Love this!! My friend Samantha asks our thoughts on reviews in our library reviewing tools, and their never really giving us the “real” story on content that might be questionable. Thanks, Samantha, for allowing me to use this in my blog!
Middle School: Drawing the line on PG-13 + content?
Okay, we’ve had this discussion before on the listserv about YA lit and cursing, etc. but where do we draw the line and how do we know the content of every book without reading every page when selecting those titles that tread the line between YA and middle school (i.e. “recommended for grades 6 and up”)? Do we just assume that anything rated for grades above 6 are book challenge fodder?
Today I had one of my custodians pick up a brand new book I just ordered because it had rave reviews in SLJ and was starred in Booklist, both with specific ratings for grades 6-8. She was attracted to it because of the cover and just skimmed the first few pages. Within seconds, she was passing it to the other two custodians, showing them a passage. I asked to see it. The passage referred to masturbation. A boy asked to be excused from the table and his grandfather chimed in that the boy probably wanted to go masturbate. Now, no explanation was given so it wasn’t rated R or anything, but really?! A recommended best book for middle school? Am I just too protective of my kids? Am I the censor in the closet? And, no, I’m not dumb enough to believe that many middle schoolers aren’t familiar with this term, but can I defend the presence of this book? Now I have it in my bag so I can take it home and read it to see if the overall novel is really suited for my patrons. Why, oh why, wasn’t this mentioned in the reviews?! (The book is The Downside of Being Up by Alan Lawrence Sitomer.)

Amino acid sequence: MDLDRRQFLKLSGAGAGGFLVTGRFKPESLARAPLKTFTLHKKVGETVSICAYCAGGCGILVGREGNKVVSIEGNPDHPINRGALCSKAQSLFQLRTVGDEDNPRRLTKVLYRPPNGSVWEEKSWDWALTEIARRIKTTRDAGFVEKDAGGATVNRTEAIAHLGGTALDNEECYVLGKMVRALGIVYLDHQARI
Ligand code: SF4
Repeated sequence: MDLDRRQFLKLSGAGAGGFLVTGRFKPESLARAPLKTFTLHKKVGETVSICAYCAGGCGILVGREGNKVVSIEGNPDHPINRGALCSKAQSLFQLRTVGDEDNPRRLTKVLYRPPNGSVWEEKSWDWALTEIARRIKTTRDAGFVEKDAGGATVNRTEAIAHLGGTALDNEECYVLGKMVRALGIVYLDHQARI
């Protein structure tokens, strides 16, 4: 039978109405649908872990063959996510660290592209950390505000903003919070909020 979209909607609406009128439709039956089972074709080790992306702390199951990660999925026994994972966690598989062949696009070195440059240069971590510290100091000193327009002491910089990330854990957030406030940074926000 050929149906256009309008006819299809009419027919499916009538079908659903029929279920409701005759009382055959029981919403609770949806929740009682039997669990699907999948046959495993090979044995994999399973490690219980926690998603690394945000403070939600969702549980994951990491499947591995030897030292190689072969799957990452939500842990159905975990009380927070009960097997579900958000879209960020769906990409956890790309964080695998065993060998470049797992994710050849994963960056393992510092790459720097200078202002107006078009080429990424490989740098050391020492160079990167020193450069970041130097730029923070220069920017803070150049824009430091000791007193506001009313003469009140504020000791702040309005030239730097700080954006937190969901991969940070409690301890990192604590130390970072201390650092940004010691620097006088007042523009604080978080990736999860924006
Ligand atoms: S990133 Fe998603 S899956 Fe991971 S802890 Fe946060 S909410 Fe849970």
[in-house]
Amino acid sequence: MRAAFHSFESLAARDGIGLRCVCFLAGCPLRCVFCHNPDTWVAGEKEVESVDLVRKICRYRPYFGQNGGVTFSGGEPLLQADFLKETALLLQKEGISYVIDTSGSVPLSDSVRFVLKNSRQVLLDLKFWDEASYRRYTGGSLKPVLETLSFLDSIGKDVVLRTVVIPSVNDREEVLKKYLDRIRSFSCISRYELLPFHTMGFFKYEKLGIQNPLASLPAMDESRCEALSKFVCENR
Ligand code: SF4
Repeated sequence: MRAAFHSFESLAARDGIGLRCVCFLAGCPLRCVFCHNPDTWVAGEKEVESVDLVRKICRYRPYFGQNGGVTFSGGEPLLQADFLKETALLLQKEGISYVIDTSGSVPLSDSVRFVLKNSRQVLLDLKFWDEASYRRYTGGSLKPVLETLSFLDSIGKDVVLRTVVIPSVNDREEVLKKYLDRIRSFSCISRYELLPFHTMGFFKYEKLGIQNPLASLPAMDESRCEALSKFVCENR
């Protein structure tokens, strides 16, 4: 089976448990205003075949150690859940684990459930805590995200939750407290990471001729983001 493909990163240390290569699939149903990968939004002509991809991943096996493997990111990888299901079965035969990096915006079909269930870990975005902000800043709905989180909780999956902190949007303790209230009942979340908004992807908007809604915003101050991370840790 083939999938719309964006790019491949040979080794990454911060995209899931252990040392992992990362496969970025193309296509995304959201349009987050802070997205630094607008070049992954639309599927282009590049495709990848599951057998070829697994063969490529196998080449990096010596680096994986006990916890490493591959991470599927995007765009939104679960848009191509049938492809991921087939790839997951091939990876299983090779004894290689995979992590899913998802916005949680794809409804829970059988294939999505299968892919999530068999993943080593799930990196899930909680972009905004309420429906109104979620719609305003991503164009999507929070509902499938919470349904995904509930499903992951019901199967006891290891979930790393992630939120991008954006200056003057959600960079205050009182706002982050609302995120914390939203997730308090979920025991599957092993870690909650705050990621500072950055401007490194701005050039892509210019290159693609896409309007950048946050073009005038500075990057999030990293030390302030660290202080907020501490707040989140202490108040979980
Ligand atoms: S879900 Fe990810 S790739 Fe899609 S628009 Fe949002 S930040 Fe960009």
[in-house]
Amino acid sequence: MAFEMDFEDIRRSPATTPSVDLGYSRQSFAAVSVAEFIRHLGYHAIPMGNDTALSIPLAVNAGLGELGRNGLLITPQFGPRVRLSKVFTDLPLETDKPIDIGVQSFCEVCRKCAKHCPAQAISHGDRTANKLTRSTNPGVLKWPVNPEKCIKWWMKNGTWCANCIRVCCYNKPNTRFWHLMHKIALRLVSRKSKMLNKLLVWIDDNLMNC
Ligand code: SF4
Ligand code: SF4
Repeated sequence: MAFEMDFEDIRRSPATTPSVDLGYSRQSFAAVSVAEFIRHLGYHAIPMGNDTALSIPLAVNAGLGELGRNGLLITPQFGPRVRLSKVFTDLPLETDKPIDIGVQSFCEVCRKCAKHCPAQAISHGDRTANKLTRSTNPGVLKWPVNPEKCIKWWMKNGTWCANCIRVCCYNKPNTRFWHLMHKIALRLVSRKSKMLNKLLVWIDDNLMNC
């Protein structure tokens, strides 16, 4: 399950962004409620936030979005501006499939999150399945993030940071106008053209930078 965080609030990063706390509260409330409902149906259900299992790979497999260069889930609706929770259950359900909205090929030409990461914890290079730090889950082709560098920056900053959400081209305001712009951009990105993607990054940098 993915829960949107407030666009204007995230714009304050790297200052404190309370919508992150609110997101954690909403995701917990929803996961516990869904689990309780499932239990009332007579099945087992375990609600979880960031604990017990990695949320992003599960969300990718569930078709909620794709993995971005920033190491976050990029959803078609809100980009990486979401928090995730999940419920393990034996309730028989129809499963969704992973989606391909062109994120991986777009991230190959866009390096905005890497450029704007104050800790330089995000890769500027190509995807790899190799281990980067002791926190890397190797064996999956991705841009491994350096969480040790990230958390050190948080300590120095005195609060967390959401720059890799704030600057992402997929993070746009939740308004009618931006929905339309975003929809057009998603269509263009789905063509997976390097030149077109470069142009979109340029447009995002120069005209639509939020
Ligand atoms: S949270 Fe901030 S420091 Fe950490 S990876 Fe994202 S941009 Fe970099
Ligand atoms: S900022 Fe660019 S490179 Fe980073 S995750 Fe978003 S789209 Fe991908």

I had the same thing occur with another highly recommended book for middle schools a few months ago. In David Klass’ Stuck on Earth, the first 20 pages are filled with pretty much every curse word most of us know, minus the big stinky “F” elephant. Why? Because of a bully featured on those pages and the main character’s own frustration at his low-man-on-the-totem-pole status. Of course, after reading the whole book, I did keep it on the shelves rather than passing it to the high school. I also placed a “YA” sticker on the spine and a note in the book’s records reminding me about the issue. Now, I talk to the kids who check out that book, warn them of the language, and ask if they can “handle it” as mature readers.
I still question content, however. No, I don’t think kids are dumb and yes, I know they are more jaded than when we were growing up because we didn’t have cable TV or all the garbage that passes for “suitable” for children these days. Help me! Do I need to re-adjust my thinking and just move on, quoting the recommendations in reviews when questioned about my choices? I can’t possibly read every book I order and I count on my colleagues who review these books to clue me in when there is questionable content. I can’t even read every review written or check all the Goodreads comments for every book, not when I order a couple thousand dollars worth of books a year! Unfortunately, there doesn’t seem to be a “questionable content list” anywhere! Ideas? Suggestions? Name of a good psychologist?
It’s always best to be aware–no one wants to have questionable content pointed out to them regardless of who (and shocking worst case IMHO would be an irate parent.)